I'll bet you've visited a site only to be plagued by one, two, three or even more popup windows appearing to annoy you. Some poorly designed sites even pop up those same windows each time you visit a new page, making simple navigation a horrifying experience.
Some webmasters believe in popup advertisements. They believe that their sales or signups (newsletters) are substantially higher when they use popups. And, guess what, they are often correct. Sites do get good responses from popup advertisements. People do look at them and do respond to offers, forms and ads.
However, I, like many surfers, find popup advertisements unacceptable and cease to visit sites which use them heavily. I will put up with an occasional pop up window, but immediately close it without reading - for same reason I delete spam messages: I will not encourage their use by responding to them.
Pop-under windows, things that slide across screen and pictures that jump out at me will cause me to immediately leave site and more than likely I will never be back. I especially despise those exit window "services". A horrible invention, intended to deceive surfers and siphon traffic from legitimate sites. Of course, programs like Gator deserve immediate deletion as are run by scummiest of advertisers.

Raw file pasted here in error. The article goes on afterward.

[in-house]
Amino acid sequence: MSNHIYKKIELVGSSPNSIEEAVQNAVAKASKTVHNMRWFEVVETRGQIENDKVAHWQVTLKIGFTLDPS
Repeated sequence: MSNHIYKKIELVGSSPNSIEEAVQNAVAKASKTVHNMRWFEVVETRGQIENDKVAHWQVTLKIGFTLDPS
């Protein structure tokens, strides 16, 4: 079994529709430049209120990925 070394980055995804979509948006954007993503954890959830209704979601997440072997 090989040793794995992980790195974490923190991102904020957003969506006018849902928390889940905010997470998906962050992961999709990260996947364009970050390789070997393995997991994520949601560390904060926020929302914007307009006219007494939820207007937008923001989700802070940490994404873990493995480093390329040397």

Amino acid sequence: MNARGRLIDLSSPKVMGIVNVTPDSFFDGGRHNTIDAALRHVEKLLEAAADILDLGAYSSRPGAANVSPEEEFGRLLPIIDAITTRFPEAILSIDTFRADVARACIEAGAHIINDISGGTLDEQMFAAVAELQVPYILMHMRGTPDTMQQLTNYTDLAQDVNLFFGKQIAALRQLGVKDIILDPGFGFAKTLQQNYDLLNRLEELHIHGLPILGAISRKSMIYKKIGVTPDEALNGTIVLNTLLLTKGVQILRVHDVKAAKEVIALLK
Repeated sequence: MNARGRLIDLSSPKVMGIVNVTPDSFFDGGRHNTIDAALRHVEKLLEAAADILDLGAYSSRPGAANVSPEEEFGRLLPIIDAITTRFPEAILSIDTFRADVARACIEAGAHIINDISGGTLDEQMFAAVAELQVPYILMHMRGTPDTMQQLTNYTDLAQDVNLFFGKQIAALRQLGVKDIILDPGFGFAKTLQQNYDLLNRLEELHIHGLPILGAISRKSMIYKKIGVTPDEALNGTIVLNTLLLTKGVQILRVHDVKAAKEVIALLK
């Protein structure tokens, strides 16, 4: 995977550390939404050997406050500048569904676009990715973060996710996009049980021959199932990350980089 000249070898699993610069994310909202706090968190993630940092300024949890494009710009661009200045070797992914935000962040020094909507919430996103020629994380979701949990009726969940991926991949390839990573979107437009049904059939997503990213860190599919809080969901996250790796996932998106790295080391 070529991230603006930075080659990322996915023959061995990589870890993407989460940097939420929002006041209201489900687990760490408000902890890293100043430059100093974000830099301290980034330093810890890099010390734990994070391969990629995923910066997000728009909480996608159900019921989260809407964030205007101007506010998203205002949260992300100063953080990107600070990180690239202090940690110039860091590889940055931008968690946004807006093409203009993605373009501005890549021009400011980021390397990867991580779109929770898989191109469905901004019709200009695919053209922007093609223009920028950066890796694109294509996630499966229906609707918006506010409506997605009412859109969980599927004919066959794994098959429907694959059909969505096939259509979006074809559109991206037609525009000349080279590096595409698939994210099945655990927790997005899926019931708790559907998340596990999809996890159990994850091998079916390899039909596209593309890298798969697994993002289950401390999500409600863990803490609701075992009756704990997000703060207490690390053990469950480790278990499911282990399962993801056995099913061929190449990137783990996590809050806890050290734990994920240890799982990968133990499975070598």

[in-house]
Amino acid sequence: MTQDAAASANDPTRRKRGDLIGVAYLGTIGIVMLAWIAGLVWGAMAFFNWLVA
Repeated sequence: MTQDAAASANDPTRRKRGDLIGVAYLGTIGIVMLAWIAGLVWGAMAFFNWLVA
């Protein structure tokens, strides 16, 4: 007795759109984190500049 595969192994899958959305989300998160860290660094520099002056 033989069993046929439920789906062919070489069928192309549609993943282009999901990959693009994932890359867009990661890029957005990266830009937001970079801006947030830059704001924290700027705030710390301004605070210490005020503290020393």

What kind of advertising do I respond to? I prefer a well-written article reviewing a product or service with a link to supplier or order screen, or a side-bar that I can read, or even a small graphic. I want information, I want to know WHY I should look at a product or service.
But most of all, I want a reference to that product or service. A more-or-less trusted source saying, "yes, this is worth looking at". That's best kind of advertising by far.
To illustrate how advertising on internet often works, imagine walking down street lined with a bunch of shops. Some shops have very nice window displays which show off products very well. These are stores which I would tend to visit as I can see exactly what they sell. The best of these stores have knowledgeable employees who know all about their products along with good signage which explains various facts (for example, coupons with recipes scattered throughout produce section). Their advertising would consist of flyers which described products, perhaps a newsletter and reviews by knowledgeable, respected people.